With style, accessible writing, and a narrative of personal growth and discovery, Leigh Calvez’s The Breath of a Whale is both more positive and more personal than other books of its type. It is a softer take on the environmental calamities that devastate whale populations and human morale.
Calvez’s semi-autobiographical account of several close encounters with whales and dolphins, as well as with the researchers who dedicate their lives to the study of marine mammals, is unabashed in calling for the conservation of whales and protection of their environment. It does so with personality, sensitivity, and clear love for cetaceans.
While the whales star, Calvez’s spiritual journey is a significant and important part of the book. She references her career, personal life, emotional state, and health regularly, usually tying them back to her work in conservation and especially with whales. The personal lives of whales feature prominently; whale families, whale culture, and whale tool customs all serve to make these giant and still mysterious sea creatures more familiar.
The book walks a fine line between acknowledging the complex behaviors of whales and projecting humanity onto the creatures. It invests itself in humanity’s role as guardians of the environment. It nods to the fact that staying strong in the face of environmental destruction is difficult, but ultimately expresses faith in humanity and hope for the future of whales worldwide.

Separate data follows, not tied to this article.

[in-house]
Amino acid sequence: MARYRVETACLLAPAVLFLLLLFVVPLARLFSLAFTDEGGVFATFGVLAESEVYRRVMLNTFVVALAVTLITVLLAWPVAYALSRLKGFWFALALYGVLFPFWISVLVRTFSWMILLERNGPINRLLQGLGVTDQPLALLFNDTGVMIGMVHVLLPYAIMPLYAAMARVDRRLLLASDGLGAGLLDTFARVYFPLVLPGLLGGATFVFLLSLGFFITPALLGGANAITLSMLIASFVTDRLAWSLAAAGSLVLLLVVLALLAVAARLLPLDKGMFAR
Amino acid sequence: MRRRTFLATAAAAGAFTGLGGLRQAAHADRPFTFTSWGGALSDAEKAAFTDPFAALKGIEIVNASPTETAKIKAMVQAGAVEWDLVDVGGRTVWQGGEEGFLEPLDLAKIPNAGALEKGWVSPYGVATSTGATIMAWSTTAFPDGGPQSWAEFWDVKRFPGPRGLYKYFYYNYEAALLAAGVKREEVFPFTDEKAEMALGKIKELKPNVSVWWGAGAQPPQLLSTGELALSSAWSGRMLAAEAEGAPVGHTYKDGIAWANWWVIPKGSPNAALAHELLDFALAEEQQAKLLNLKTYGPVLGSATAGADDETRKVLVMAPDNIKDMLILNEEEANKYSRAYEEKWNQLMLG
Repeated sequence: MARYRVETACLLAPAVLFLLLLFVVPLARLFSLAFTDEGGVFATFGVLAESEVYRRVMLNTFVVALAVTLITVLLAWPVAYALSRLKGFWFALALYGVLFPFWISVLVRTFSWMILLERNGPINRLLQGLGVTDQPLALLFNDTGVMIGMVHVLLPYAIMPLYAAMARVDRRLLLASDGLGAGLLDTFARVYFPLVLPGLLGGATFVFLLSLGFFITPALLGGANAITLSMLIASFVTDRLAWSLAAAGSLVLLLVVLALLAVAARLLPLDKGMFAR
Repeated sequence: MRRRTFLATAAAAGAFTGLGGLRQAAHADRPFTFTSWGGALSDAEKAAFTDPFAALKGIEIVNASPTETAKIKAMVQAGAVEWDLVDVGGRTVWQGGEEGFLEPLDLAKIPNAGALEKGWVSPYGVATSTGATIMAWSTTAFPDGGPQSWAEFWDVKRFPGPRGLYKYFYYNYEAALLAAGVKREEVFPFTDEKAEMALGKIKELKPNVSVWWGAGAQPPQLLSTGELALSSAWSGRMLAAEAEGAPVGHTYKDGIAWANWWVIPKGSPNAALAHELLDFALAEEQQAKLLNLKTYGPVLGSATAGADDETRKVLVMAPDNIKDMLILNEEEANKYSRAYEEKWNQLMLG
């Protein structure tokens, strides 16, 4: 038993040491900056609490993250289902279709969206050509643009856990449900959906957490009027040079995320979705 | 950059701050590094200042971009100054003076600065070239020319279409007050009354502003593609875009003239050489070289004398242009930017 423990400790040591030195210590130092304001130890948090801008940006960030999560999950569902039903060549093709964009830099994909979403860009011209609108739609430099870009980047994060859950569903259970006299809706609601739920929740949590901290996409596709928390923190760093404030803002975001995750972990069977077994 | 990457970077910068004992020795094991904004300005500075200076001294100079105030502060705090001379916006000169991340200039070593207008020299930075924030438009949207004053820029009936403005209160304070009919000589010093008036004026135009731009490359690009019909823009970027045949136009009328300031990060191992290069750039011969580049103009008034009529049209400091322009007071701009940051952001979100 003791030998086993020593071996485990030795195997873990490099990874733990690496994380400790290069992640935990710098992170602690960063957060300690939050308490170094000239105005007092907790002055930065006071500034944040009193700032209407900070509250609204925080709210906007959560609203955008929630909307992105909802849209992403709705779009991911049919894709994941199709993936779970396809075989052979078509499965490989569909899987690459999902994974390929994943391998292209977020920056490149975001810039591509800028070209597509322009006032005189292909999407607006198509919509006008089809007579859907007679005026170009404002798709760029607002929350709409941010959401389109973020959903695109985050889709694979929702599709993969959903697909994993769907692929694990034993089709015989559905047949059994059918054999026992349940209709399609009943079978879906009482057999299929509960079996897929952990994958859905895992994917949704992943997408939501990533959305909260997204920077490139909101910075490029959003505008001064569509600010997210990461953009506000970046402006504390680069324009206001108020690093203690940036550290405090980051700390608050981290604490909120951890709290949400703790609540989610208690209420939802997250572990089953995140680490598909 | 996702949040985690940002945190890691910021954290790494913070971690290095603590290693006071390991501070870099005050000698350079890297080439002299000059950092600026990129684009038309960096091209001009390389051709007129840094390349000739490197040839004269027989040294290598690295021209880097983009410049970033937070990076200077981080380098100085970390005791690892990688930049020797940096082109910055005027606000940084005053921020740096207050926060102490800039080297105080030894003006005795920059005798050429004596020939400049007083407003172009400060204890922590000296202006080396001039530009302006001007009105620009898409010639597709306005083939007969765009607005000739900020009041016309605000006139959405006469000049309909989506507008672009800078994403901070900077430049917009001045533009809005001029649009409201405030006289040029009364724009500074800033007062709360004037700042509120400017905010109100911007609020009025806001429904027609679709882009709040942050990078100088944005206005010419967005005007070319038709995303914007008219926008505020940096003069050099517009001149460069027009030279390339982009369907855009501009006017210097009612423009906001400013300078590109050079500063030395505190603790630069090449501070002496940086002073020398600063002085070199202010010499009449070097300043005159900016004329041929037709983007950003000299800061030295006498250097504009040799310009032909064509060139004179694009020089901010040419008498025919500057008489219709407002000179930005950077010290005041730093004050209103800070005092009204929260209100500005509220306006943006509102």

The Breath of a Whale will please those who love whales and dolphins, as well as citizen environmentalists who dedicate themselves to ocean ecology. This book dealing with the environment during a fraught time is still light, enjoyable––and recommended.
Disclosure: This article is not an endorsement, but a review. The author of this book provided free copies of the book to have their book reviewed by a professional reviewer. No fee was paid by the author for this review. Foreword Reviews only recommends books that we love. Foreword Magazine, Inc. is disclosing this in accordance with the Federal Trade Commission’s 16 CFR, Part 255.